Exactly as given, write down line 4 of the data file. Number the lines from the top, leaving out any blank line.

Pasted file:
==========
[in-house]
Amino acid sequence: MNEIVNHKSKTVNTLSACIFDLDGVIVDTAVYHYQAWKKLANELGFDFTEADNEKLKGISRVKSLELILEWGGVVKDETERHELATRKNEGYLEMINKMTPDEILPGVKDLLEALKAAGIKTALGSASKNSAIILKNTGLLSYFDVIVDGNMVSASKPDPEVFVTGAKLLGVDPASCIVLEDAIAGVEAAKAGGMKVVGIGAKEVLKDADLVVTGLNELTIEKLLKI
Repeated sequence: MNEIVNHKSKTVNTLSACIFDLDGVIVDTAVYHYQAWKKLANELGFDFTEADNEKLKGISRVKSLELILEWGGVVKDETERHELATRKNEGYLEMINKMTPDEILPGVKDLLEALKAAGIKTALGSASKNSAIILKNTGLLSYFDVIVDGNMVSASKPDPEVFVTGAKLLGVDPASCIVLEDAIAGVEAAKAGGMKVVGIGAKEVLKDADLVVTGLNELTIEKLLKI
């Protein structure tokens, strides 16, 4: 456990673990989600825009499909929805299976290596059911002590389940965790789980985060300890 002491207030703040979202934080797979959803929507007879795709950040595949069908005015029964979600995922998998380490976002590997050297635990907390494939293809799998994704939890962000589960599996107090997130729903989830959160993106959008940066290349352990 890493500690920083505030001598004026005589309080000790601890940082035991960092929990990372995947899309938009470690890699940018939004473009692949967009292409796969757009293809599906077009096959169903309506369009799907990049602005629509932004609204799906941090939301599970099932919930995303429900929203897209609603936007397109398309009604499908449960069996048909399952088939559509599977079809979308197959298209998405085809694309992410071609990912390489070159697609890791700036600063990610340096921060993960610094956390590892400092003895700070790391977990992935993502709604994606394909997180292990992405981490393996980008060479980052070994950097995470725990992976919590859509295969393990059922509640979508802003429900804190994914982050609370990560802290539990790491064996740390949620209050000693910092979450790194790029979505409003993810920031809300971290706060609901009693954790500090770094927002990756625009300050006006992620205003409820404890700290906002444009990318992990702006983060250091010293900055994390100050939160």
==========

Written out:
């Protein structure tokens, strides 16, 4: 456990673990989600825009499909929805299976290596059911002590389940965790789980985060300890 002491207030703040979202934080797979959803929507007879795709950040595949069908005015029964979600995922998998380490976002590997050297635990907390494939293809799998994704939890962000589960599996107090997130729903989830959160993106959008940066290349352990 890493500690920083505030001598004026005589309080000790601890940082035991960092929990990372995947899309938009470690890699940018939004473009692949967009292409796969757009293809599906077009096959169903309506369009799907990049602005629509932004609204799906941090939301599970099932919930995303429900929203897209609603936007397109398309009604499908449960069996048909399952088939559509599977079809979308197959298209998405085809694309992410071609990912390489070159697609890791700036600063990610340096921060993960610094956390590892400092003895700070790391977990992935993502709604994606394909997180292990992405981490393996980008060479980052070994950097995470725990992976919590859509295969393990059922509640979508802003429900804190994914982050609370990560802290539990790491064996740390949620209050000693910092979450790194790029979505409003993810920031809300971290706060609901009693954790500090770094927002990756625009300050006006992620205003409820404890700290906002444009990318992990702006983060250091010293900055994390100050939160």